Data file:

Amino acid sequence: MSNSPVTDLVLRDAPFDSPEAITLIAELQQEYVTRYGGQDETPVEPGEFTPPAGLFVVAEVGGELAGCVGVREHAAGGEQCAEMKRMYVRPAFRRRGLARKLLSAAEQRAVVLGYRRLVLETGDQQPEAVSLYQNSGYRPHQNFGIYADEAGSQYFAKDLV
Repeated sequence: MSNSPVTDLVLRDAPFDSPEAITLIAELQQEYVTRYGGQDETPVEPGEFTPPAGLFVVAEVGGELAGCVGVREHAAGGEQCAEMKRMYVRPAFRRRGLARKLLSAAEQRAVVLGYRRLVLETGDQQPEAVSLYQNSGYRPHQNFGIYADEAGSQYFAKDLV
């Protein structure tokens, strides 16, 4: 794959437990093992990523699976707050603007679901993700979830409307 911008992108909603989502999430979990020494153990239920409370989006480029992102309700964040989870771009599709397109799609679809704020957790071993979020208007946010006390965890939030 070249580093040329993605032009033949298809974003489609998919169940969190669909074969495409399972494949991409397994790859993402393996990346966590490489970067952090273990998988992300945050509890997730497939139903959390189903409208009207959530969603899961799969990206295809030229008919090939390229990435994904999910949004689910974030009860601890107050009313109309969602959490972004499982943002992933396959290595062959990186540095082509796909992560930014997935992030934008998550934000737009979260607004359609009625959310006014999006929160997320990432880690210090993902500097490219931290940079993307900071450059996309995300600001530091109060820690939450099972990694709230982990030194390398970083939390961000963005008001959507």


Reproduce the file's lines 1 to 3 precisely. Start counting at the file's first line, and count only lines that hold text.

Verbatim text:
Amino acid sequence: MSNSPVTDLVLRDAPFDSPEAITLIAELQQEYVTRYGGQDETPVEPGEFTPPAGLFVVAEVGGELAGCVGVREHAAGGEQCAEMKRMYVRPAFRRRGLARKLLSAAEQRAVVLGYRRLVLETGDQQPEAVSLYQNSGYRPHQNFGIYADEAGSQYFAKDLV
Repeated sequence: MSNSPVTDLVLRDAPFDSPEAITLIAELQQEYVTRYGGQDETPVEPGEFTPPAGLFVVAEVGGELAGCVGVREHAAGGEQCAEMKRMYVRPAFRRRGLARKLLSAAEQRAVVLGYRRLVLETGDQQPEAVSLYQNSGYRPHQNFGIYADEAGSQYFAKDLV
């Protein structure tokens, strides 16, 4: 794959437990093992990523699976707050603007679901993700979830409307 911008992108909603989502999430979990020494153990239920409370989006480029992102309700964040989870771009599709397109799609679809704020957790071993979020208007946010006390965890939030 070249580093040329993605032009033949298809974003489609998919169940969190669909074969495409399972494949991409397994790859993402393996990346966590490489970067952090273990998988992300945050509890997730497939139903959390189903409208009207959530969603899961799969990206295809030229008919090939390229990435994904999910949004689910974030009860601890107050009313109309969602959490972004499982943002992933396959290595062959990186540095082509796909992560930014997935992030934008998550934000737009979260607004359609009625959310006014999006929160997320990432880690210090993902500097490219931290940079993307900071450059996309995300600001530091109060820690939450099972990694709230982990030194390398970083939390961000963005008001959507």